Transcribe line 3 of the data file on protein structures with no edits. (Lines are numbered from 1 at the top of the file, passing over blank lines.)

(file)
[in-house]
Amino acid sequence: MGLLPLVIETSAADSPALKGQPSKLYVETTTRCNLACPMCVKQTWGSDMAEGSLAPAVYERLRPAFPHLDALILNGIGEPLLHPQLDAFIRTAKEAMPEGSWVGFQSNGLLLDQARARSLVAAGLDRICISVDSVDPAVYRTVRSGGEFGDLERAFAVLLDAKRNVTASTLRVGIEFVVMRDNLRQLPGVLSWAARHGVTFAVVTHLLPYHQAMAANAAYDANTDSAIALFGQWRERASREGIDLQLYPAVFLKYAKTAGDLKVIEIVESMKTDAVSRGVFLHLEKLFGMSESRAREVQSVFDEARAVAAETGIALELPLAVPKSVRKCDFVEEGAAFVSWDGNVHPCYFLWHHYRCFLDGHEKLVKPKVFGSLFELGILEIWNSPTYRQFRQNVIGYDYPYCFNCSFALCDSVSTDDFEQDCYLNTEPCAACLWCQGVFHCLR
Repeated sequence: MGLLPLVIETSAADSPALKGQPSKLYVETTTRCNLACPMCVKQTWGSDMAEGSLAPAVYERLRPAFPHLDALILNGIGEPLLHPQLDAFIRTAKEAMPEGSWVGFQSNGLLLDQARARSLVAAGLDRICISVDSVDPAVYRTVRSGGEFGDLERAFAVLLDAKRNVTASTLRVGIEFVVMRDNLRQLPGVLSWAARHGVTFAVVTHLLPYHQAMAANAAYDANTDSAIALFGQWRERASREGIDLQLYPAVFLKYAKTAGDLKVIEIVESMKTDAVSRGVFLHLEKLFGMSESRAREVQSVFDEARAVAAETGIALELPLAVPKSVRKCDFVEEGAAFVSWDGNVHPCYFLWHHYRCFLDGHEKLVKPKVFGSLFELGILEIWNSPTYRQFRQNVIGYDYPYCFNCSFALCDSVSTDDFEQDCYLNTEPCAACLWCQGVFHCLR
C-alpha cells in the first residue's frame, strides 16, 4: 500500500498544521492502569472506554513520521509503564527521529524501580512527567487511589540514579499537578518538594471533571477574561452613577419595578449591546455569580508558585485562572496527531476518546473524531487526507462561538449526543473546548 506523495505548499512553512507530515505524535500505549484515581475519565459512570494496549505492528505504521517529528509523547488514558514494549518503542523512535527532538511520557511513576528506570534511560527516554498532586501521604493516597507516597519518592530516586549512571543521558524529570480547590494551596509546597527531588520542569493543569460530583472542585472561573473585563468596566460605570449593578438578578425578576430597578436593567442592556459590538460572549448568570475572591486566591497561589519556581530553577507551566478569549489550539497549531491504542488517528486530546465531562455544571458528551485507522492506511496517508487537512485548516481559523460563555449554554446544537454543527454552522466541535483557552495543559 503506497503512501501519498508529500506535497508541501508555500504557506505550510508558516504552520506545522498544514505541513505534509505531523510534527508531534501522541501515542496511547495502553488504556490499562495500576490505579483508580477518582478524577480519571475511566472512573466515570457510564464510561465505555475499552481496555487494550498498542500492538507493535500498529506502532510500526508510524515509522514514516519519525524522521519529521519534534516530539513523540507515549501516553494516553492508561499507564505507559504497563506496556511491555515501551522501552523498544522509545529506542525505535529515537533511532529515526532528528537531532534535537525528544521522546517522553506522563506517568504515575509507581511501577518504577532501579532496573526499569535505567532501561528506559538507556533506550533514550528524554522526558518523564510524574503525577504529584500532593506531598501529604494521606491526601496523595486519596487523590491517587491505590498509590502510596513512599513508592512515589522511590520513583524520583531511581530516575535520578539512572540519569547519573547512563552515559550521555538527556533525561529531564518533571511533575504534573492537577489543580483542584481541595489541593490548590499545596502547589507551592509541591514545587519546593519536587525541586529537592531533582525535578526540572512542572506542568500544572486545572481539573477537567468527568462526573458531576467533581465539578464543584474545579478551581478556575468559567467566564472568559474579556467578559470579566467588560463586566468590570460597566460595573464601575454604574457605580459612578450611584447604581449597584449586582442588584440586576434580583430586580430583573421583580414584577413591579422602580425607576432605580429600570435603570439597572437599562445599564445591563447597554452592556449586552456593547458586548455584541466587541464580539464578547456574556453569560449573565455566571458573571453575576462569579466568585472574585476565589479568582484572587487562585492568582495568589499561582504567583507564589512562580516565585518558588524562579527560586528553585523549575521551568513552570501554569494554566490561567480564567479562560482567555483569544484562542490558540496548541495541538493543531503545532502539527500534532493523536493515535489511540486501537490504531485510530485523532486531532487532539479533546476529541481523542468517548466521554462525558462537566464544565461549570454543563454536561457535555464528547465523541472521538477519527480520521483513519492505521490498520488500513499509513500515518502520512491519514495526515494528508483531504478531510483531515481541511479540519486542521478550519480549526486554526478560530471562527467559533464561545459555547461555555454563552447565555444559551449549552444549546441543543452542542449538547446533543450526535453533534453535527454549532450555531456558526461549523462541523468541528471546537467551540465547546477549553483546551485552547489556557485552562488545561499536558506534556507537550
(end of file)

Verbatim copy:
Repeated sequence: MGLLPLVIETSAADSPALKGQPSKLYVETTTRCNLACPMCVKQTWGSDMAEGSLAPAVYERLRPAFPHLDALILNGIGEPLLHPQLDAFIRTAKEAMPEGSWVGFQSNGLLLDQARARSLVAAGLDRICISVDSVDPAVYRTVRSGGEFGDLERAFAVLLDAKRNVTASTLRVGIEFVVMRDNLRQLPGVLSWAARHGVTFAVVTHLLPYHQAMAANAAYDANTDSAIALFGQWRERASREGIDLQLYPAVFLKYAKTAGDLKVIEIVESMKTDAVSRGVFLHLEKLFGMSESRAREVQSVFDEARAVAAETGIALELPLAVPKSVRKCDFVEEGAAFVSWDGNVHPCYFLWHHYRCFLDGHEKLVKPKVFGSLFELGILEIWNSPTYRQFRQNVIGYDYPYCFNCSFALCDSVSTDDFEQDCYLNTEPCAACLWCQGVFHCLR